A reference to Bacchus wine appears before the grape was developed - so what does it refer to...?
Bacchus: grape or god? – Ask Decanter
Steven Daniels, by email, asks: Ernest Hemingway wrote of ‘Bacchus wine’ in his 1929 novel A Farewell to Arms. I have read several articles that say the Bacchus grape was developed around 1933.
Is there a different type of ‘Bacchus wine’ or is there is a mistake in the timeframe of origination?
Michael Hart, research assistant for the Hemingway Letters Project, Pennsylvania State University, replies: In A Farewell to Arms, Hemingway makes several rapid-fire mentions of ‘Bacchus’ towards the end of Chapter 7; however, here he refers not to a particular kind of wine or a grape, but rather the Roman god of wine and ecstasy, known for inspiring ancient Roman Bacchanalias – festivals that included parades, theatrical performances, and copious consumption of wine.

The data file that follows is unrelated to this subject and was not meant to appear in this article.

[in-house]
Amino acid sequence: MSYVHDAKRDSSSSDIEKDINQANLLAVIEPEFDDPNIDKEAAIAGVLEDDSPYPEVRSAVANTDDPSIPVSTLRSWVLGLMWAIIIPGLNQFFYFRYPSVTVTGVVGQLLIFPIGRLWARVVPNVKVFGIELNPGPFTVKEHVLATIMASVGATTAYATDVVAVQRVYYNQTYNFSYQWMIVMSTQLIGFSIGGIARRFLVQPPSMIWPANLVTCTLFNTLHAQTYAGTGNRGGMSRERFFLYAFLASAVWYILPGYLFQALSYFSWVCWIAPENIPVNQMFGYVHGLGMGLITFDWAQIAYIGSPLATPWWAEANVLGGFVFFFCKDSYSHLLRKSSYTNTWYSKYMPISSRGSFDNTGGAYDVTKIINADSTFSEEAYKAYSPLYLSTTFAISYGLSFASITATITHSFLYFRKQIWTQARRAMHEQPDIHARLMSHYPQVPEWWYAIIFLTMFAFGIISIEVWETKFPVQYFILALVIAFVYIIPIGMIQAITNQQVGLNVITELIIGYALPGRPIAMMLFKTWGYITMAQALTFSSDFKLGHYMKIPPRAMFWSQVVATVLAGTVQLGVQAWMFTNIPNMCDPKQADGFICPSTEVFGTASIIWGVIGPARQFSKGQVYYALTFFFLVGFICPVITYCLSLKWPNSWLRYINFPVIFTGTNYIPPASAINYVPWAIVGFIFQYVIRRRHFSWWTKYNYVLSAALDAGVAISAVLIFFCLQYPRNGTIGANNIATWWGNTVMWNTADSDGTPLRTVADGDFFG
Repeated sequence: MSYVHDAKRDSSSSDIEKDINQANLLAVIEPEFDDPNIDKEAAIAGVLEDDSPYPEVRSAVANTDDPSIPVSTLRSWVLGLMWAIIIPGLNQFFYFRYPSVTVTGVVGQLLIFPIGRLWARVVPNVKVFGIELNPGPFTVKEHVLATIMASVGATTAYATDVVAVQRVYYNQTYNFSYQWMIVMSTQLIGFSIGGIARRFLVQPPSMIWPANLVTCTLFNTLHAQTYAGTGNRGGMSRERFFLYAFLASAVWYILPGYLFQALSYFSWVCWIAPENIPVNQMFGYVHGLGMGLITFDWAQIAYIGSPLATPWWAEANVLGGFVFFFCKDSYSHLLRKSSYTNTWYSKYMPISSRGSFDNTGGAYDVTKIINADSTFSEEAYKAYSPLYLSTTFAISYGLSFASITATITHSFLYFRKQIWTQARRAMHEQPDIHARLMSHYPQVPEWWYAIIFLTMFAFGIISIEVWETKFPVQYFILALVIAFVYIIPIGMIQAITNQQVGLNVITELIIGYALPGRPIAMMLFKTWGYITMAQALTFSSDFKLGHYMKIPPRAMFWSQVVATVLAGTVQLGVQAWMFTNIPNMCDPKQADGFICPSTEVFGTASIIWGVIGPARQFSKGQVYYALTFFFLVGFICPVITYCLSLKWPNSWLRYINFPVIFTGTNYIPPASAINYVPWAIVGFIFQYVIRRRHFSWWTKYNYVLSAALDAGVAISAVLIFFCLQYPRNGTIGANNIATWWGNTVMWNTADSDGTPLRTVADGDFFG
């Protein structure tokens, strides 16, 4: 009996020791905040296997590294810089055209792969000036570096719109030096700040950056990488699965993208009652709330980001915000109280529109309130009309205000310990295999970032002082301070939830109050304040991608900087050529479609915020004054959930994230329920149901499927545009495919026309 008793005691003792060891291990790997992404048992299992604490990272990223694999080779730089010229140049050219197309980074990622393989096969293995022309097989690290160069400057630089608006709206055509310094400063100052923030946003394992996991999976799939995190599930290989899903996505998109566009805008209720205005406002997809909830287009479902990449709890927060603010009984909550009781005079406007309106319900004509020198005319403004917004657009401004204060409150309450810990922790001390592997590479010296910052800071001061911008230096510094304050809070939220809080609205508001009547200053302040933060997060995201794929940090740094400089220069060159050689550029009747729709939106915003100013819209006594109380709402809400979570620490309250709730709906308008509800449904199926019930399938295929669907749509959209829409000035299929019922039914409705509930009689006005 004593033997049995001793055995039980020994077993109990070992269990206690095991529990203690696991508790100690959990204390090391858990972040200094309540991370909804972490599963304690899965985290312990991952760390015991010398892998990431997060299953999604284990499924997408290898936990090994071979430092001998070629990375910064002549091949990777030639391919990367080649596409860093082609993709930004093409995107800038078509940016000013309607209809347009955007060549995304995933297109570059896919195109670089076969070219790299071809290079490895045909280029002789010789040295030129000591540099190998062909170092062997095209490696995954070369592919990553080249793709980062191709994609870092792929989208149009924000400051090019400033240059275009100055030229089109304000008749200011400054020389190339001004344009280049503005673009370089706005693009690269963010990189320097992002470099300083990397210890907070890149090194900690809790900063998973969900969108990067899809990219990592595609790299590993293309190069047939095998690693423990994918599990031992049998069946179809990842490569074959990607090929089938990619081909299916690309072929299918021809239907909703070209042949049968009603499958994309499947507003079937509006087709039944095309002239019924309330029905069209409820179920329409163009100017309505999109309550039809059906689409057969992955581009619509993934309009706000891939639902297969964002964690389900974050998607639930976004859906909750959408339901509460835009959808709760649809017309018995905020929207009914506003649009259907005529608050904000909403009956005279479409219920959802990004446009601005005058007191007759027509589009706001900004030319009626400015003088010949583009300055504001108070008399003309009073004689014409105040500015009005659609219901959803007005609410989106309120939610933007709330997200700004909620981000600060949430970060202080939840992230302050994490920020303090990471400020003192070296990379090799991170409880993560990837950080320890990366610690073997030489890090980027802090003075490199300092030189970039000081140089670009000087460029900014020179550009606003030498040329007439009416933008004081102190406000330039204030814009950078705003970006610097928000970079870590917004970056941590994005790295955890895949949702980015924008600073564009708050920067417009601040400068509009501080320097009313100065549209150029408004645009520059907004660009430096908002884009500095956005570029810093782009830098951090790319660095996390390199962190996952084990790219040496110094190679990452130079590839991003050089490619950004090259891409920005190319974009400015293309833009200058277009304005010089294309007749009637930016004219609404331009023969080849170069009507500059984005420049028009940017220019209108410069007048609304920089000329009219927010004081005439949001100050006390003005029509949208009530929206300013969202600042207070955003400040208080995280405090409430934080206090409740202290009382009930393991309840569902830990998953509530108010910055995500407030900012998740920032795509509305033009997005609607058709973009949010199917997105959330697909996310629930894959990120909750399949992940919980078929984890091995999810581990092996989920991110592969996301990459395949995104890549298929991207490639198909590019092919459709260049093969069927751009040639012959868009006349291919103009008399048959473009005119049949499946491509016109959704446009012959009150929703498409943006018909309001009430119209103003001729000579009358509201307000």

See also: Where does Bacchus wine come from and what does it taste of
In this scene, the novel’s protagonist, Frederic Henry, is convinced to prove his drinking abilities, ‘by the corpse of Bacchus’, in a revelrous night of wine guzzling.
But just as Bacchus inspires revelry, he can also provoke destruction. In a bid to outdrink his companions, Henry misses an appointment with Catherine Barkley, his lover, straining their already tenuous relationship.
This question first appeared in the February 2019 issue of Decanter magazine.